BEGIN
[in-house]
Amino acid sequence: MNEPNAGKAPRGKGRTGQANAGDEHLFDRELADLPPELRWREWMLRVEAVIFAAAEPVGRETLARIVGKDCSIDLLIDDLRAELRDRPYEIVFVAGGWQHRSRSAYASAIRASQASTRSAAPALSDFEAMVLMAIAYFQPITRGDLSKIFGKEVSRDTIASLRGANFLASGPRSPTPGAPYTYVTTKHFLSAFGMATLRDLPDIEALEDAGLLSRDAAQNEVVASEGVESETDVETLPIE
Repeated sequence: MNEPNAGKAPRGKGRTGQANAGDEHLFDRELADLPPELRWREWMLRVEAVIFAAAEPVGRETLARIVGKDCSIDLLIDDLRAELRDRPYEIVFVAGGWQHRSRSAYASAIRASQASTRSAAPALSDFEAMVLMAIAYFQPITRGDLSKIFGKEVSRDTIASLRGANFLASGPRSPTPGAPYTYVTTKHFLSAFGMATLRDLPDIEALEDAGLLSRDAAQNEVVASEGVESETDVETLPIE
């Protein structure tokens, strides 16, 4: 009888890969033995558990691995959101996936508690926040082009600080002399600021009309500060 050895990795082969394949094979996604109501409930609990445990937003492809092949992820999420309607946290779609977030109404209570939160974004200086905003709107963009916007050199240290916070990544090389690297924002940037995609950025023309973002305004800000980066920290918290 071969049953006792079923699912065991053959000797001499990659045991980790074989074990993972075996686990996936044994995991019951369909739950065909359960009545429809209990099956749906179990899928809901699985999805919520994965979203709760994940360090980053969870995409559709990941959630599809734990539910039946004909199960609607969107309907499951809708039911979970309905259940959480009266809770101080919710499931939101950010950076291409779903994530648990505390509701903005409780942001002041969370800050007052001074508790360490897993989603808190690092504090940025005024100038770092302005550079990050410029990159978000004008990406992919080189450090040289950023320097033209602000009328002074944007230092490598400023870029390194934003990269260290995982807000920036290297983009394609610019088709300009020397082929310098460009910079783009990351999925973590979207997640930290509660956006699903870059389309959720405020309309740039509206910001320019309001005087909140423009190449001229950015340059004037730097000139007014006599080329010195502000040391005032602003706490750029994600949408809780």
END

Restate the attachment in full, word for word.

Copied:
[in-house]
Amino acid sequence: MNEPNAGKAPRGKGRTGQANAGDEHLFDRELADLPPELRWREWMLRVEAVIFAAAEPVGRETLARIVGKDCSIDLLIDDLRAELRDRPYEIVFVAGGWQHRSRSAYASAIRASQASTRSAAPALSDFEAMVLMAIAYFQPITRGDLSKIFGKEVSRDTIASLRGANFLASGPRSPTPGAPYTYVTTKHFLSAFGMATLRDLPDIEALEDAGLLSRDAAQNEVVASEGVESETDVETLPIE
Repeated sequence: MNEPNAGKAPRGKGRTGQANAGDEHLFDRELADLPPELRWREWMLRVEAVIFAAAEPVGRETLARIVGKDCSIDLLIDDLRAELRDRPYEIVFVAGGWQHRSRSAYASAIRASQASTRSAAPALSDFEAMVLMAIAYFQPITRGDLSKIFGKEVSRDTIASLRGANFLASGPRSPTPGAPYTYVTTKHFLSAFGMATLRDLPDIEALEDAGLLSRDAAQNEVVASEGVESETDVETLPIE
């Protein structure tokens, strides 16, 4: 009888890969033995558990691995959101996936508690926040082009600080002399600021009309500060 050895990795082969394949094979996604109501409930609990445990937003492809092949992820999420309607946290779609977030109404209570939160974004200086905003709107963009916007050199240290916070990544090389690297924002940037995609950025023309973002305004800000980066920290918290 071969049953006792079923699912065991053959000797001499990659045991980790074989074990993972075996686990996936044994995991019951369909739950065909359960009545429809209990099956749906179990899928809901699985999805919520994965979203709760994940360090980053969870995409559709990941959630599809734990539910039946004909199960609607969107309907499951809708039911979970309905259940959480009266809770101080919710499931939101950010950076291409779903994530648990505390509701903005409780942001002041969370800050007052001074508790360490897993989603808190690092504090940025005024100038770092302005550079990050410029990159978000004008990406992919080189450090040289950023320097033209602000009328002074944007230092490598400023870029390194934003990269260290995982807000920036290297983009394609610019088709300009020397082929310098460009910079783009990351999925973590979207997640930290509660956006699903870059389309959720405020309309740039509206910001320019309001005087909140423009190449001229950015340059004037730097000139007014006599080329010195502000040391005032602003706490750029994600949408809780």